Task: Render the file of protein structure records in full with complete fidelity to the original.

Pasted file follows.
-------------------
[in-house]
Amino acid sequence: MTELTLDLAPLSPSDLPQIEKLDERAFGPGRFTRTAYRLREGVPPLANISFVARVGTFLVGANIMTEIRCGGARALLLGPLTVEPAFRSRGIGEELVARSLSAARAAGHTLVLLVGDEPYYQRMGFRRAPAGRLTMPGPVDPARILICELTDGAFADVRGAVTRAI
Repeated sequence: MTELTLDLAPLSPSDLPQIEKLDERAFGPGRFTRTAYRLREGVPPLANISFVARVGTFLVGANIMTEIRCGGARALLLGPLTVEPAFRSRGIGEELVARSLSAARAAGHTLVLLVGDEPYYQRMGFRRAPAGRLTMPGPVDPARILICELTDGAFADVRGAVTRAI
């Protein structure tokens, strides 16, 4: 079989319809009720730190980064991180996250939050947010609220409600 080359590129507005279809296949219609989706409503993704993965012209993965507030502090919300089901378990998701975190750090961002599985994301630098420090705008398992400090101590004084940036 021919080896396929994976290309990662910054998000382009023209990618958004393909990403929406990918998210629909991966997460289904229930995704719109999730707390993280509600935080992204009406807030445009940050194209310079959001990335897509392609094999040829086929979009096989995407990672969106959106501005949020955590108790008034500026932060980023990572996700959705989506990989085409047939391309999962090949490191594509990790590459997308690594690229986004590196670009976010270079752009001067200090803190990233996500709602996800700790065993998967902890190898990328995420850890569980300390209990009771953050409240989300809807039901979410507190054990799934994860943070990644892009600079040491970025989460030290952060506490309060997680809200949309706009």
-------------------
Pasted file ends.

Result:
[in-house]
Amino acid sequence: MTELTLDLAPLSPSDLPQIEKLDERAFGPGRFTRTAYRLREGVPPLANISFVARVGTFLVGANIMTEIRCGGARALLLGPLTVEPAFRSRGIGEELVARSLSAARAAGHTLVLLVGDEPYYQRMGFRRAPAGRLTMPGPVDPARILICELTDGAFADVRGAVTRAI
Repeated sequence: MTELTLDLAPLSPSDLPQIEKLDERAFGPGRFTRTAYRLREGVPPLANISFVARVGTFLVGANIMTEIRCGGARALLLGPLTVEPAFRSRGIGEELVARSLSAARAAGHTLVLLVGDEPYYQRMGFRRAPAGRLTMPGPVDPARILICELTDGAFADVRGAVTRAI
């Protein structure tokens, strides 16, 4: 079989319809009720730190980064991180996250939050947010609220409600 080359590129507005279809296949219609989706409503993704993965012209993965507030502090919300089901378990998701975190750090961002599985994301630098420090705008398992400090101590004084940036 021919080896396929994976290309990662910054998000382009023209990618958004393909990403929406990918998210629909991966997460289904229930995704719109999730707390993280509600935080992204009406807030445009940050194209310079959001990335897509392609094999040829086929979009096989995407990672969106959106501005949020955590108790008034500026932060980023990572996700959705989506990989085409047939391309999962090949490191594509990790590459997308690594690229986004590196670009976010270079752009001067200090803190990233996500709602996800700790065993998967902890190898990328995420850890569980300390209990009771953050409240989300809807039901979410507190054990799934994860943070990644892009600079040491970025989460030290952060506490309060997680809200949309706009």